South Sudan’s population could be reduced by 50 per cent if extra help from Western countries doesn’t happen soon.
South Sudan is gripped in a civil war that has seen famine hit the country harder than any other nation in Africa.
Crimes against humanity, displacement, violent crimes and severe famine will see inhabitants either leave the country or die from starvation.South Sudan officially became a nation in 2011 after gaining independence from Sudan. However there has been no joy as the country has endured civil war for most of its existence as rebel fighters led by former deputy Riek Machar battle the South Sudanese Government and supporting Ethiopian fighters.
Up to 300,000 people have been killed through the civil war and that number is rising due to the lack of food and clean water in the country. Thousands of South Sudanese are migrating out of the country in an attempt to find safer ground.
A study conducted in 2015 by the South Sudan Law Society using the Harvard questionnaire reports that 41 per cent of South Sudanese exhibited symptoms of post traumatic stress disorder (PTSD). This is comparable with post-genocide Rwanda and Cambodia.
Recently, tensions have risen in neighboring Uganda as it struggles to deal with the mass migration of civilians from South Sudan. Uganda is home to over one million refugees including 898,000 South Sudanese.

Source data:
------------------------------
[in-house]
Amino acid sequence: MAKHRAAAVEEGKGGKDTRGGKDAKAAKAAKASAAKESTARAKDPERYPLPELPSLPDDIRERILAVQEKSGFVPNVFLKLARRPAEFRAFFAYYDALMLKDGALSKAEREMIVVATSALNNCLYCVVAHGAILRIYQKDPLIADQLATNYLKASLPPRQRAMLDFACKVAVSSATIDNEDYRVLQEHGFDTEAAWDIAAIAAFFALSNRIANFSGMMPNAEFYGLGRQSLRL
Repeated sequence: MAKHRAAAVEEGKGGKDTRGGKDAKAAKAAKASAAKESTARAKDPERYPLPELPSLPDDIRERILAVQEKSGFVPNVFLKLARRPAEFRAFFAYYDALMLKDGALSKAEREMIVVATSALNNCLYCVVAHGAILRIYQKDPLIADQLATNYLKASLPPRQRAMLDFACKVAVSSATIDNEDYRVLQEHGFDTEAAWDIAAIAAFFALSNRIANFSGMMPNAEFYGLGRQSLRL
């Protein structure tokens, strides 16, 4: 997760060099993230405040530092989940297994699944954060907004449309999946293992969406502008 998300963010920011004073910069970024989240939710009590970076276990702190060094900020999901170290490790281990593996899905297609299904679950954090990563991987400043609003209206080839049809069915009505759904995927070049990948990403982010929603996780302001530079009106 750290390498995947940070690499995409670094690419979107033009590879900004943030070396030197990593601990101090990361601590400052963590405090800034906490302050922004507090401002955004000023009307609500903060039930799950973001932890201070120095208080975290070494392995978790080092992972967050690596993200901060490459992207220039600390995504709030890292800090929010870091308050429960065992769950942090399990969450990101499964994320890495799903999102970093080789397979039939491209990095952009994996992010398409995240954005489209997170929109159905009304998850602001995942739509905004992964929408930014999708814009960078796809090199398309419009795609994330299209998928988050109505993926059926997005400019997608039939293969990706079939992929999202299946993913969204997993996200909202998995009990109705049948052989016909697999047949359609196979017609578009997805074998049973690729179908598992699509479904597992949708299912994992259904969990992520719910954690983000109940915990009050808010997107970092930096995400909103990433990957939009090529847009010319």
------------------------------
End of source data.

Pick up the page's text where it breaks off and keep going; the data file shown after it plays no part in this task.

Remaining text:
The war in Syria has been the focus of media groups over the last two years and rightfully so as it is a horrible situation that deserves world attention.
South Sudan has become the forgotten war, aid groups are doing their best to raise awareness to help those still trapped in the country.
What is quite the most confronting fact about South Sudan in all of this is the killing of innocent civilians. Often these deaths are due to political or religious beliefs, the North of Sudan has a heavy Islam presence whilst the South of the country identify mainly as Christians.
Peace talks between Machar and Kiir broke down last year after hopes it would put an end to the fighting.
Data is scarce but it is quite possible there are more people dying in South Sudan than Syria, that in itself is scary. As human beings we need to do more.
If you can donate to help the famine in South Sudan please visit: https://www.unicef.org.au/appeals/south-sudan-childrens-crisis?&mkwid=smQwZMvDJ&pcrid=181819464608&pkw=south%20sudan%20donate&pmt=e&pdv=c&plid=&gclid=CIitkOm5ltQCFRR8vQod6bAF7g